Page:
Soldiers of the 4th Infantry Division's 2nd Armored Brigade Combat Team cased their unit's colors Friday in a symbolic ceremony signaling their impending departure for Kuwait.
In the coming weeks, the soldiers will depart for a nine-month tour, said Lt. Col. Andrew Koloski, commander of troops for the warhorse brigade.
Koloski, citing operational security concerns, declined to say how many troops are deploying.
Once in theater, the brigade's colors will be uncased.
Soldiers of the 2nd Armored Brigade Combat Team will replace soldiers of Fort Carson's 1st Brigade Combat Team, 4th Infantry Division, who will return in waves throughout October.
The 2nd Armored Brigade Combat Team last redeployed in May 2012 after a year in Afghanistan.
Friday's ceremony, which took place on Fort Carson's Founders Field, was attended by 300 soldiers, family members and dignitaries.
In the 12 years since Sept. 11, 2001, the battalion's soldiers have deployed three times to Iraq and once to Afghanistan, said Col. Omar Jones IV, brigade commander, in his remarks during the ceremony.
They've proven themselves during fierce fighting in Taji and Baghdad, Iraq, and Kandahar, Afghanistan, he said.
"Now it's our turn," Jones said. "The nation calls again - this time to a different fight, a fight vitally important to national security."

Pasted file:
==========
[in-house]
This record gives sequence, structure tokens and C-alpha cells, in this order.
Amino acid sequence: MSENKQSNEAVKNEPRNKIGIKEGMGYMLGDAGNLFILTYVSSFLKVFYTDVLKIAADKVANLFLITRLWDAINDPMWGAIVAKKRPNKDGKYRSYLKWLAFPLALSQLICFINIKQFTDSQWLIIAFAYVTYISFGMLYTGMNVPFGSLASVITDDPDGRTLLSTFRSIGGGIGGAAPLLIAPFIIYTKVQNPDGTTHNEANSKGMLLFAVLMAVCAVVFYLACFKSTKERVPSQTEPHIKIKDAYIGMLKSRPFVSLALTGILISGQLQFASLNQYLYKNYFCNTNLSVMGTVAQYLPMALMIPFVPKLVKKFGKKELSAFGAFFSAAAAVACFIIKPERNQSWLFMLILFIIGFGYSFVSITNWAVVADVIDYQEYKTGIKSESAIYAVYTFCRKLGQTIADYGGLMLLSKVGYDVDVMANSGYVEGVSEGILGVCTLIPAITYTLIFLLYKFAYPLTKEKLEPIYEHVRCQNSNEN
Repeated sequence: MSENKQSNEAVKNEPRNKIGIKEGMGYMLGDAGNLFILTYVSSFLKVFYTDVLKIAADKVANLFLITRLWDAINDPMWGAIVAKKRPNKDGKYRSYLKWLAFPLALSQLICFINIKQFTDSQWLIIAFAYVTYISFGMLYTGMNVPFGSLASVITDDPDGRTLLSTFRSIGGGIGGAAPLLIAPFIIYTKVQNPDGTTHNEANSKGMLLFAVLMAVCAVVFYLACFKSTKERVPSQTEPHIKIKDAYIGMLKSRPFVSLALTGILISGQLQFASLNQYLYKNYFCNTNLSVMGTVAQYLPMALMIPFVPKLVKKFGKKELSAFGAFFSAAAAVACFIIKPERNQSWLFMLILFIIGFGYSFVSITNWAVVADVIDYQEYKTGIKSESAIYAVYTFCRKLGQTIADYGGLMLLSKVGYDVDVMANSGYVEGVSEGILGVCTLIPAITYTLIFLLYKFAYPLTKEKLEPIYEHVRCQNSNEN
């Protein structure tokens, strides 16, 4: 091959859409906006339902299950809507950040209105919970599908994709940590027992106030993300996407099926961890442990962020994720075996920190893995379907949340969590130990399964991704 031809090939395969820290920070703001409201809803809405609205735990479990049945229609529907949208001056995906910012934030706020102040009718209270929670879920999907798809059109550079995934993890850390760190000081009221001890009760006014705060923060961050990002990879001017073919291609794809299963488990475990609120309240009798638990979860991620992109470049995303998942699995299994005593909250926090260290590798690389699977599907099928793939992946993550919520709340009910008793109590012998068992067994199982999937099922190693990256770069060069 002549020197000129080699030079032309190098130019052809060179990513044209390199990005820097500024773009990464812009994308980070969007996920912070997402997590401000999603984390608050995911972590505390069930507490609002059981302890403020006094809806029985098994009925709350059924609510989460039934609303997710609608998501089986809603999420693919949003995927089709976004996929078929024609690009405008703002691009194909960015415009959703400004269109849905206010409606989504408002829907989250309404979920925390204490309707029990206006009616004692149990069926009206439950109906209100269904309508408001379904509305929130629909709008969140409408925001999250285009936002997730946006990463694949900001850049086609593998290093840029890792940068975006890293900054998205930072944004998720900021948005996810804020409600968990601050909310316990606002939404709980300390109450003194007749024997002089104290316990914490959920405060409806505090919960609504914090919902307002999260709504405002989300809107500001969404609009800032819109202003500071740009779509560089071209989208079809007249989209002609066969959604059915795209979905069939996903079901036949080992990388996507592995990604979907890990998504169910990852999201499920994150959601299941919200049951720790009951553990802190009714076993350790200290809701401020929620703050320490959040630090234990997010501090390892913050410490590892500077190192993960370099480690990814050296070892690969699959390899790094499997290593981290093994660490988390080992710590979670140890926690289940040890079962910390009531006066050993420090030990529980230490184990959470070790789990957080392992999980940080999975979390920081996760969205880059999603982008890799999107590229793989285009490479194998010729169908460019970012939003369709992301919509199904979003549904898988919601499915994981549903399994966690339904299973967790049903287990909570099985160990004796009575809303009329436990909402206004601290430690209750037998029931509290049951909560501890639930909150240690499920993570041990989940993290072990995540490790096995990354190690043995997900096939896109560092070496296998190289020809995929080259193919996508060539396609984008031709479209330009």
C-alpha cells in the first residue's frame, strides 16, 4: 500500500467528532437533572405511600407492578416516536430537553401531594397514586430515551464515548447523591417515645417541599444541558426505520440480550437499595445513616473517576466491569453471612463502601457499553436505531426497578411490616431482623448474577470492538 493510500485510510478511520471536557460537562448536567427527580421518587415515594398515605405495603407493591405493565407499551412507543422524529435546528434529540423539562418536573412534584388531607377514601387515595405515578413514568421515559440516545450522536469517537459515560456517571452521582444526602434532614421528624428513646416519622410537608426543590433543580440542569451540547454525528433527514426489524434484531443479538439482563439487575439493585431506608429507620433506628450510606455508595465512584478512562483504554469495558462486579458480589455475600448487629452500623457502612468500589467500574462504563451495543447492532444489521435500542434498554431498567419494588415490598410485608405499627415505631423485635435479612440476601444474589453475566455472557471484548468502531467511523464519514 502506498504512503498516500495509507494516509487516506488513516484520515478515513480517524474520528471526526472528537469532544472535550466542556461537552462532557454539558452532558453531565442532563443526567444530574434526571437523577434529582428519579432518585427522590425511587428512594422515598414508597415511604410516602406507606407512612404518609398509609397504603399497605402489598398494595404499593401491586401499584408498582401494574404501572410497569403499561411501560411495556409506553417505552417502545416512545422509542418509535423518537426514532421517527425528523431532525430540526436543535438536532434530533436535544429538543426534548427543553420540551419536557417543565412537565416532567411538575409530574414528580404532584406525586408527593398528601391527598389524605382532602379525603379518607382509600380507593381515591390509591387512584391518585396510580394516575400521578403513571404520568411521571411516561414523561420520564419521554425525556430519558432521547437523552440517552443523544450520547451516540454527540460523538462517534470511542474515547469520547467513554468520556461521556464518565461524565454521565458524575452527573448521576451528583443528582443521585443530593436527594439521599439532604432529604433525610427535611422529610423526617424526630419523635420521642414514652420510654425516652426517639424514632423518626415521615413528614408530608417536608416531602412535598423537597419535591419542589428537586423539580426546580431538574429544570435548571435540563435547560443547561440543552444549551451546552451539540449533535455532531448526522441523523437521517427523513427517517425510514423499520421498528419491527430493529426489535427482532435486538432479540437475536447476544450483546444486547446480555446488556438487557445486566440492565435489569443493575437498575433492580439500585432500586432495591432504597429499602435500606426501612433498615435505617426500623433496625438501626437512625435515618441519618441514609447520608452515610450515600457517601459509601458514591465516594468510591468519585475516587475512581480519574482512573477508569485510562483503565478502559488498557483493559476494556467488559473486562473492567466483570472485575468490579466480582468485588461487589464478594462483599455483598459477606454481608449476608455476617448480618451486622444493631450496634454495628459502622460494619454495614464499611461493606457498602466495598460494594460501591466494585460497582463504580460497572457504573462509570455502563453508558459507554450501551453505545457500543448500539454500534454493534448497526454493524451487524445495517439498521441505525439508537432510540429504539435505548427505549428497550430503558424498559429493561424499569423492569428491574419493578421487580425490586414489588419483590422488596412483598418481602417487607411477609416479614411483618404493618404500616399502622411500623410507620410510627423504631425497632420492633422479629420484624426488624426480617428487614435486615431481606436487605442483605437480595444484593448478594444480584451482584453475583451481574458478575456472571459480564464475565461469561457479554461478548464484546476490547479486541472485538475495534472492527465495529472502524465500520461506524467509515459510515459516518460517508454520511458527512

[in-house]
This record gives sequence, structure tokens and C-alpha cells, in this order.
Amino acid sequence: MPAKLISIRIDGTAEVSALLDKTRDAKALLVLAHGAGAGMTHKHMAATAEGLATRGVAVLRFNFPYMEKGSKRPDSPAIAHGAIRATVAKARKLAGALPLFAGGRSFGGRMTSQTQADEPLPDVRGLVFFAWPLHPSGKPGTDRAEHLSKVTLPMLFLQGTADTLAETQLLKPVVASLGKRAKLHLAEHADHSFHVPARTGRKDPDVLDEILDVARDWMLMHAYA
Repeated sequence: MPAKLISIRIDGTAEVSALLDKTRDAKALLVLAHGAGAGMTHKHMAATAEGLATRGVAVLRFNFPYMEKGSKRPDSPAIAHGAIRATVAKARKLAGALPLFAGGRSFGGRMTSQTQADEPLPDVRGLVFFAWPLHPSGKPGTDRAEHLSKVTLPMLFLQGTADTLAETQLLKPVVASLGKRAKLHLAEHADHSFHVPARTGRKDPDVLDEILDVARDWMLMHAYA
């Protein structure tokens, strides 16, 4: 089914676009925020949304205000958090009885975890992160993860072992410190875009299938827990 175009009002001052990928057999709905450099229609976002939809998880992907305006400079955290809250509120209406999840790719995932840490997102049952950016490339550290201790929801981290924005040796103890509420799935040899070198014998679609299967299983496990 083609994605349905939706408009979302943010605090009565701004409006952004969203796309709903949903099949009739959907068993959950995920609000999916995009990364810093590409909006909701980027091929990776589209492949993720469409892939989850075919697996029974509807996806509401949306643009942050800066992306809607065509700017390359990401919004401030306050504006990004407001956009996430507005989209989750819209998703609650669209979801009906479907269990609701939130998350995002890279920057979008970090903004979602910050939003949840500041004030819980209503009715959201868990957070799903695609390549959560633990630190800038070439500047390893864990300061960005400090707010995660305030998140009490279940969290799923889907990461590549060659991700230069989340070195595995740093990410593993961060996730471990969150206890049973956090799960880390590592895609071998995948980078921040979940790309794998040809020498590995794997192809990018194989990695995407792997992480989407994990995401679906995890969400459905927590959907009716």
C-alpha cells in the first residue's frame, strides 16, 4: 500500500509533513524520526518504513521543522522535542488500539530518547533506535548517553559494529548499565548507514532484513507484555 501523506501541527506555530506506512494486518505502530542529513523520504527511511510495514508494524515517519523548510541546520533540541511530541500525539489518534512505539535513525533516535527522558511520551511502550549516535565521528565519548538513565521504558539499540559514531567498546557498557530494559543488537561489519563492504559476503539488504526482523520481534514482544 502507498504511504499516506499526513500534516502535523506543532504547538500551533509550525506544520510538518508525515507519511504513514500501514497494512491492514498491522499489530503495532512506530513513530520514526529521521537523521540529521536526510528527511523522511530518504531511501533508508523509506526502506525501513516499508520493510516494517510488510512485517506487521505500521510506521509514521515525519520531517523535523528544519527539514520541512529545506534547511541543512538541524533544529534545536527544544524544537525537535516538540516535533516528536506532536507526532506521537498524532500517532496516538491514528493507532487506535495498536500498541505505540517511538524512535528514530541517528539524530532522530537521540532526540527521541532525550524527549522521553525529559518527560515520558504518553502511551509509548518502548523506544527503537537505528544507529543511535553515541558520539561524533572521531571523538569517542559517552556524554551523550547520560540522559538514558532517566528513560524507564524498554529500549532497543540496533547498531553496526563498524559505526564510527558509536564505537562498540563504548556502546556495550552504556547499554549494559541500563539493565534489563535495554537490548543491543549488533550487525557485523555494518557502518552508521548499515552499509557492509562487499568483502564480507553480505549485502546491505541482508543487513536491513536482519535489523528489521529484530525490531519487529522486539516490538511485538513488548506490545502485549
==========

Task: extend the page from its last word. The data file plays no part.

During their time in Kuwait, the brigade's troops will respond to crises across the region, ensure the security of American personnel in three countries, partner with the armies of various countries for training and serve as a deterrent to would-be aggressors, he said.
The deployment "blazes a path" for the Army as troops exit Afghanistan and prepare for deployments similar to the one warhorse brigade will embark on, he added.
In February and March, the brigade's soldiers spent several weeks training at the Pinon Canyon Maneuver Site near Trinidad. They also spent a month training at the National Training Center at Fort Irwin, Calif., this summer.
"They're the best-trained in the Army," Jones said.
After the ceremony, family members and friends were invited onto the field, where troops remained in formation.
Sgt. 1st Class Lucas Smith posed for a picture with his parents, Joseph and Cathy Smith, and wife, Maja Smith.
Friday's casing ceremony was the first that the Army mechanic's parents had been able to attend.
Cathy Smith said she enjoyed an overwhelming feeling of pride during the ceremony.
Then the word "deployment" was uttered, and sadness set in.
"But when they come home, it's even better. There will be a homecoming ceremony," she added.
That the deployment is to Kuwait and not a war zone is comforting to Joseph Smith.
Not so much for his wife.
"A mom's a mom," Cathy Smith said as she fought back tears.